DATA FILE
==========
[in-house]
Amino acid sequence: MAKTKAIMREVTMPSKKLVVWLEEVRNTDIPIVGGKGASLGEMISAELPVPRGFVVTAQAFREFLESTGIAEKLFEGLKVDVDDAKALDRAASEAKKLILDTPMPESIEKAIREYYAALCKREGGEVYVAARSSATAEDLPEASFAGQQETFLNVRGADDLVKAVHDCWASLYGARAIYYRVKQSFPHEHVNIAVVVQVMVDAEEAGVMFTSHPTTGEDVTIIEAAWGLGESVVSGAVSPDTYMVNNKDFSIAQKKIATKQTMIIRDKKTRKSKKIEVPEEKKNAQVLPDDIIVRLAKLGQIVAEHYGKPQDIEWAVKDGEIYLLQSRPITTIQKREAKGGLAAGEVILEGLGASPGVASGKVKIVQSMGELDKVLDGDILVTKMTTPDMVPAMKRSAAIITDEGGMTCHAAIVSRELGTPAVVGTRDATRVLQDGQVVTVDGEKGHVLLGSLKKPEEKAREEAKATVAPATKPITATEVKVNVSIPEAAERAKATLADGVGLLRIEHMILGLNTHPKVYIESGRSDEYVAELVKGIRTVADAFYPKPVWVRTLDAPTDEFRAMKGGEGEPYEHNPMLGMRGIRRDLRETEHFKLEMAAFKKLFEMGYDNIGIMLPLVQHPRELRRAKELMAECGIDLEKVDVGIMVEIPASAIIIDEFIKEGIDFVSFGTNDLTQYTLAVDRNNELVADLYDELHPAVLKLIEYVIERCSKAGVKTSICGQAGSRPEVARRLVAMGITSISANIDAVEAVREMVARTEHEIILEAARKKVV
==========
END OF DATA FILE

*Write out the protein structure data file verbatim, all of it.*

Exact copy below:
[in-house]
Amino acid sequence: MAKTKAIMREVTMPSKKLVVWLEEVRNTDIPIVGGKGASLGEMISAELPVPRGFVVTAQAFREFLESTGIAEKLFEGLKVDVDDAKALDRAASEAKKLILDTPMPESIEKAIREYYAALCKREGGEVYVAARSSATAEDLPEASFAGQQETFLNVRGADDLVKAVHDCWASLYGARAIYYRVKQSFPHEHVNIAVVVQVMVDAEEAGVMFTSHPTTGEDVTIIEAAWGLGESVVSGAVSPDTYMVNNKDFSIAQKKIATKQTMIIRDKKTRKSKKIEVPEEKKNAQVLPDDIIVRLAKLGQIVAEHYGKPQDIEWAVKDGEIYLLQSRPITTIQKREAKGGLAAGEVILEGLGASPGVASGKVKIVQSMGELDKVLDGDILVTKMTTPDMVPAMKRSAAIITDEGGMTCHAAIVSRELGTPAVVGTRDATRVLQDGQVVTVDGEKGHVLLGSLKKPEEKAREEAKATVAPATKPITATEVKVNVSIPEAAERAKATLADGVGLLRIEHMILGLNTHPKVYIESGRSDEYVAELVKGIRTVADAFYPKPVWVRTLDAPTDEFRAMKGGEGEPYEHNPMLGMRGIRRDLRETEHFKLEMAAFKKLFEMGYDNIGIMLPLVQHPRELRRAKELMAECGIDLEKVDVGIMVEIPASAIIIDEFIKEGIDFVSFGTNDLTQYTLAVDRNNELVADLYDELHPAVLKLIEYVIERCSKAGVKTSICGQAGSRPEVARRLVAMGITSISANIDAVEAVREMVARTEHEIILEAARKKVV